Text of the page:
Japanese battleship Hatsuse

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Hatsuse NH 58972.jpg
Hatsuse at sea
History
Naval Ensign of Japan.svg Japan
NameHatsuse
Ordered1897
Builder Armstrong Whitworth, Elswick
Yard number680
Laid down10 January 1898
Launched27 June 1899
Completed18 January 1901
FateSank 15 May 1904 after striking a mine
General characteristics
Class and type Shikishima-class pre-dreadnought battleship
Displacement14,312 long tons (14,542  t) (normal)
Length438 ft 8 in (133.7 m)
Beam76 ft 6 in (23.3 m)
Draught27 ft 5 in (8.4 m)
Installed power
Propulsion2 shafts, 2 triple-expansion steam engines
Speed18 knots (33 km/h; 21 mph)
Range5,000  nmi (9,300 km; 5,800 mi) at 10 knots (19 km/h; 12 mph)
Complement849 (as flagship)
Armament
Armour

Hatsuse (初瀬, Hatsuse) was a Shikishima-class pre-dreadnought battleship built for the Imperial Japanese Navy (IJN) in the late 1890s. As Japan lacked the industrial capacity to build such warships, the ship was designed and built in the United Kingdom. She participated in the early stages of the Russo-Japanese War of 1904–1905, including the Battle of Port Arthur on the second day of the war, as the flagship of the 1st Division. Hatsuse was involved in the subsequent naval operations until she sank in a Russian minefield off Port Arthur on 15 May 1904 after the ship struck two mines. The ship struck one mine which caused significant damage. Less than two hours later, the ship struck a second mine which detonated one of her magazines and Hatsuse sank almost immediately afterwards with the loss of over half her crew.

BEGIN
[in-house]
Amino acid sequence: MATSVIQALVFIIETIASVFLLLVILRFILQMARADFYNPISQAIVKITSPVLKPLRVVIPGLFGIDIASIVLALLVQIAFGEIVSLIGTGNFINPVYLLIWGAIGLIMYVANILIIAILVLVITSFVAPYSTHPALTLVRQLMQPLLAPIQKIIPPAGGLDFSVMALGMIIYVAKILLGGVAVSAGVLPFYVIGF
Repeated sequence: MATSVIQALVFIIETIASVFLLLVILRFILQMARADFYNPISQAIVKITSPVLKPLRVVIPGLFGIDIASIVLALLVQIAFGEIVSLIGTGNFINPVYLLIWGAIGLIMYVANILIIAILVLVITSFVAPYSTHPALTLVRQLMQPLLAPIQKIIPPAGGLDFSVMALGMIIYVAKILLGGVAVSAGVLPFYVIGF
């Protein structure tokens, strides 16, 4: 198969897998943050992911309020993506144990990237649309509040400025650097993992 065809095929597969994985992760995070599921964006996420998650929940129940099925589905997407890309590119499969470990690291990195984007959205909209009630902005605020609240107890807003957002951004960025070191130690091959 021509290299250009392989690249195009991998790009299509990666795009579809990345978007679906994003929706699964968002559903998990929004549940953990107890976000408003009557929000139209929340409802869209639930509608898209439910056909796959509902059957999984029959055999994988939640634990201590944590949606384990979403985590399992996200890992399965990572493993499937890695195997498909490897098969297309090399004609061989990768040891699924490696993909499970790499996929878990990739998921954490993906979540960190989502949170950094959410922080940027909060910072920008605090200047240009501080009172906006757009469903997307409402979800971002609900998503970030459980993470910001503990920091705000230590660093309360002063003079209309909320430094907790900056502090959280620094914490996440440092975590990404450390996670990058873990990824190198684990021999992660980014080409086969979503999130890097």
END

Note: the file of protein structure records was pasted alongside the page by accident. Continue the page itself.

Contents

Description

The Shikishima class was an improved version of the Majestic-class battleships of the United Kingdom's Royal Navy. [1] At this time, Japan lacked the technology and capability to construct its own battleships and they had to be built abroad. [2] Hatsuse was 438 feet 8 inches (133.7 m) long overall and had a beam of 76 feet 6 inches (23.3 m) and a draught of 27 feet 5 inches (8.4 m) at deep load. She displaced 14,312 long tons (14,542 t) at normal load and had a crew of 849 officers and ratings when serving as a flagship. The ship was powered by two Humphrys Tennant vertical triple-expansion steam engines, each driving one shaft, using steam provided by 25 Belleville boilers. The engines were rated at 14,500 indicated horsepower (10,800  kW ) using forced draught and were designed to reach a top speed of 18 knots (33 km/h; 21 mph). Hatsuse, however, reached a maximum speed of 19.1 knots (35.4 km/h; 22.0 mph) from 16,117 ihp (12,018 kW) on her sea trials. [3] She carried enough coal to give her a range of 5,000 nautical miles (9,300 km; 5,800 mi) at a speed of 10 knots (19 km/h; 12 mph). [4]